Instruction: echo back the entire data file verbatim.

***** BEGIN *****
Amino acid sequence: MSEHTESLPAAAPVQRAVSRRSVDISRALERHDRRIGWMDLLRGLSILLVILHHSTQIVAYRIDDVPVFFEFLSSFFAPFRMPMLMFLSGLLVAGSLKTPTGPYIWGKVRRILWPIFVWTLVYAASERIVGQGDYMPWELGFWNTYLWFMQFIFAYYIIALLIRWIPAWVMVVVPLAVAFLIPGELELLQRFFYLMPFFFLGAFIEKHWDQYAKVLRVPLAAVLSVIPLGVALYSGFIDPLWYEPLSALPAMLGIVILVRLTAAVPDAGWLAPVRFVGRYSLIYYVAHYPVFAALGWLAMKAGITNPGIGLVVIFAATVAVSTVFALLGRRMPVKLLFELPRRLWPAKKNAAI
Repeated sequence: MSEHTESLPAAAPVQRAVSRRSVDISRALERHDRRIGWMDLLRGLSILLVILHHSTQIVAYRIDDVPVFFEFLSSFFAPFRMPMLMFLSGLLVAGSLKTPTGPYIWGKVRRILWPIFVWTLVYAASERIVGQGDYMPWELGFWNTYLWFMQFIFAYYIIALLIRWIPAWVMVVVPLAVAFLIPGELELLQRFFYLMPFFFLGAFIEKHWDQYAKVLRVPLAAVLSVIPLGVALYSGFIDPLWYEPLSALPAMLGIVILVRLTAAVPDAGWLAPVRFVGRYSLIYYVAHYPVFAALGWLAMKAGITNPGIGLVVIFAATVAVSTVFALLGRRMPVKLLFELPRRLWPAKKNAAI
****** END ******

Amino acid sequence: MSEHTESLPAAAPVQRAVSRRSVDISRALERHDRRIGWMDLLRGLSILLVILHHSTQIVAYRIDDVPVFFEFLSSFFAPFRMPMLMFLSGLLVAGSLKTPTGPYIWGKVRRILWPIFVWTLVYAASERIVGQGDYMPWELGFWNTYLWFMQFIFAYYIIALLIRWIPAWVMVVVPLAVAFLIPGELELLQRFFYLMPFFFLGAFIEKHWDQYAKVLRVPLAAVLSVIPLGVALYSGFIDPLWYEPLSALPAMLGIVILVRLTAAVPDAGWLAPVRFVGRYSLIYYVAHYPVFAALGWLAMKAGITNPGIGLVVIFAATVAVSTVFALLGRRMPVKLLFELPRRLWPAKKNAAI
Repeated sequence: MSEHTESLPAAAPVQRAVSRRSVDISRALERHDRRIGWMDLLRGLSILLVILHHSTQIVAYRIDDVPVFFEFLSSFFAPFRMPMLMFLSGLLVAGSLKTPTGPYIWGKVRRILWPIFVWTLVYAASERIVGQGDYMPWELGFWNTYLWFMQFIFAYYIIALLIRWIPAWVMVVVPLAVAFLIPGELELLQRFFYLMPFFFLGAFIEKHWDQYAKVLRVPLAAVLSVIPLGVALYSGFIDPLWYEPLSALPAMLGIVILVRLTAAVPDAGWLAPVRFVGRYSLIYYVAHYPVFAALGWLAMKAGITNPGIGLVVIFAATVAVSTVFALLGRRMPVKLLFELPRRLWPAKKNAAI